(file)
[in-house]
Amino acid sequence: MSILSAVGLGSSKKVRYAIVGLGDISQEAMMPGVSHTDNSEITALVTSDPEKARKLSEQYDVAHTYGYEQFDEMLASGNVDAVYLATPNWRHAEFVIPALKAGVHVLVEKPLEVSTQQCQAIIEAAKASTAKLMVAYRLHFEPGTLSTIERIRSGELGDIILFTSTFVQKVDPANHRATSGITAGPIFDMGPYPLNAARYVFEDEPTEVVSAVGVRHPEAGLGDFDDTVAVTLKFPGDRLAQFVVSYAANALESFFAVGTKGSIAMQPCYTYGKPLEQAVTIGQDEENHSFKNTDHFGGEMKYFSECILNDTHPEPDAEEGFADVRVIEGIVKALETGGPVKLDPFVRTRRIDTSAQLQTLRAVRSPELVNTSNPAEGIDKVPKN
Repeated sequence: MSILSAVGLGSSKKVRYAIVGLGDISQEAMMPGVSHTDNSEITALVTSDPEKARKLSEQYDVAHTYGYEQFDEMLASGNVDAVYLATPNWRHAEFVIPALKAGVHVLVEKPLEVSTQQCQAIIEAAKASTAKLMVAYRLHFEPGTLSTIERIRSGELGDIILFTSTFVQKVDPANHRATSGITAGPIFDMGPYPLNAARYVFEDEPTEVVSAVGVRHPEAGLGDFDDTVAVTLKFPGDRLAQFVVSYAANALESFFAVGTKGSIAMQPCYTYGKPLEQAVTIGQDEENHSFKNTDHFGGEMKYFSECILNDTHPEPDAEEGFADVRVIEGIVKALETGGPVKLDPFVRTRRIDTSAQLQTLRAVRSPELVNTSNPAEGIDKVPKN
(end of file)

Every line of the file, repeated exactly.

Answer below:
[in-house]
Amino acid sequence: MSILSAVGLGSSKKVRYAIVGLGDISQEAMMPGVSHTDNSEITALVTSDPEKARKLSEQYDVAHTYGYEQFDEMLASGNVDAVYLATPNWRHAEFVIPALKAGVHVLVEKPLEVSTQQCQAIIEAAKASTAKLMVAYRLHFEPGTLSTIERIRSGELGDIILFTSTFVQKVDPANHRATSGITAGPIFDMGPYPLNAARYVFEDEPTEVVSAVGVRHPEAGLGDFDDTVAVTLKFPGDRLAQFVVSYAANALESFFAVGTKGSIAMQPCYTYGKPLEQAVTIGQDEENHSFKNTDHFGGEMKYFSECILNDTHPEPDAEEGFADVRVIEGIVKALETGGPVKLDPFVRTRRIDTSAQLQTLRAVRSPELVNTSNPAEGIDKVPKN
Repeated sequence: MSILSAVGLGSSKKVRYAIVGLGDISQEAMMPGVSHTDNSEITALVTSDPEKARKLSEQYDVAHTYGYEQFDEMLASGNVDAVYLATPNWRHAEFVIPALKAGVHVLVEKPLEVSTQQCQAIIEAAKASTAKLMVAYRLHFEPGTLSTIERIRSGELGDIILFTSTFVQKVDPANHRATSGITAGPIFDMGPYPLNAARYVFEDEPTEVVSAVGVRHPEAGLGDFDDTVAVTLKFPGDRLAQFVVSYAANALESFFAVGTKGSIAMQPCYTYGKPLEQAVTIGQDEENHSFKNTDHFGGEMKYFSECILNDTHPEPDAEEGFADVRVIEGIVKALETGGPVKLDPFVRTRRIDTSAQLQTLRAVRSPELVNTSNPAEGIDKVPKN